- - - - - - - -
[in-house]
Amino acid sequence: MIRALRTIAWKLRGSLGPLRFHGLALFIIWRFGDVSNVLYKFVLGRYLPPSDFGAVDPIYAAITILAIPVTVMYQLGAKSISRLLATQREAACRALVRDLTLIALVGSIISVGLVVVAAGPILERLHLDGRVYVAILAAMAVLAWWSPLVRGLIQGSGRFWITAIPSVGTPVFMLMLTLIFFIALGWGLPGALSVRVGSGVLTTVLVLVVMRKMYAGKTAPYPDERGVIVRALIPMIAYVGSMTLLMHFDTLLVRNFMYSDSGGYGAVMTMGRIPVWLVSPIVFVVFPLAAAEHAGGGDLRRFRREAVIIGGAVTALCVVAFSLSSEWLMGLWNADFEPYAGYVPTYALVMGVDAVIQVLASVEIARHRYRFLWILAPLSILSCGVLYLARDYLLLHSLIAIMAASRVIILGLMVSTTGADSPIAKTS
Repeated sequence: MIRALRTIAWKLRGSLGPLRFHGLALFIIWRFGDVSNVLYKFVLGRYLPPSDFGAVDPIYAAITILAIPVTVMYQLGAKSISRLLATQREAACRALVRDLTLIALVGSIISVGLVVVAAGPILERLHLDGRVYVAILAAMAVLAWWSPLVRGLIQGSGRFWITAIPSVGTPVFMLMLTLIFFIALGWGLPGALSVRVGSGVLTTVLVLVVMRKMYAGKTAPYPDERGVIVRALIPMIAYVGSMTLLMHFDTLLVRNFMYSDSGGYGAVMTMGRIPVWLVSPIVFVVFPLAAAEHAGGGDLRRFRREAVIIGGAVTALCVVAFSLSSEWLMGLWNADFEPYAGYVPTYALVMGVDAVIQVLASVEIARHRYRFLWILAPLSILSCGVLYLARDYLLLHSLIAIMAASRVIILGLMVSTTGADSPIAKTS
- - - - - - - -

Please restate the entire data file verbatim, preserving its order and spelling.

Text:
[in-house]
Amino acid sequence: MIRALRTIAWKLRGSLGPLRFHGLALFIIWRFGDVSNVLYKFVLGRYLPPSDFGAVDPIYAAITILAIPVTVMYQLGAKSISRLLATQREAACRALVRDLTLIALVGSIISVGLVVVAAGPILERLHLDGRVYVAILAAMAVLAWWSPLVRGLIQGSGRFWITAIPSVGTPVFMLMLTLIFFIALGWGLPGALSVRVGSGVLTTVLVLVVMRKMYAGKTAPYPDERGVIVRALIPMIAYVGSMTLLMHFDTLLVRNFMYSDSGGYGAVMTMGRIPVWLVSPIVFVVFPLAAAEHAGGGDLRRFRREAVIIGGAVTALCVVAFSLSSEWLMGLWNADFEPYAGYVPTYALVMGVDAVIQVLASVEIARHRYRFLWILAPLSILSCGVLYLARDYLLLHSLIAIMAASRVIILGLMVSTTGADSPIAKTS
Repeated sequence: MIRALRTIAWKLRGSLGPLRFHGLALFIIWRFGDVSNVLYKFVLGRYLPPSDFGAVDPIYAAITILAIPVTVMYQLGAKSISRLLATQREAACRALVRDLTLIALVGSIISVGLVVVAAGPILERLHLDGRVYVAILAAMAVLAWWSPLVRGLIQGSGRFWITAIPSVGTPVFMLMLTLIFFIALGWGLPGALSVRVGSGVLTTVLVLVVMRKMYAGKTAPYPDERGVIVRALIPMIAYVGSMTLLMHFDTLLVRNFMYSDSGGYGAVMTMGRIPVWLVSPIVFVVFPLAAAEHAGGGDLRRFRREAVIIGGAVTALCVVAFSLSSEWLMGLWNADFEPYAGYVPTYALVMGVDAVIQVLASVEIARHRYRFLWILAPLSILSCGVLYLARDYLLLHSLIAIMAASRVIILGLMVSTTGADSPIAKTS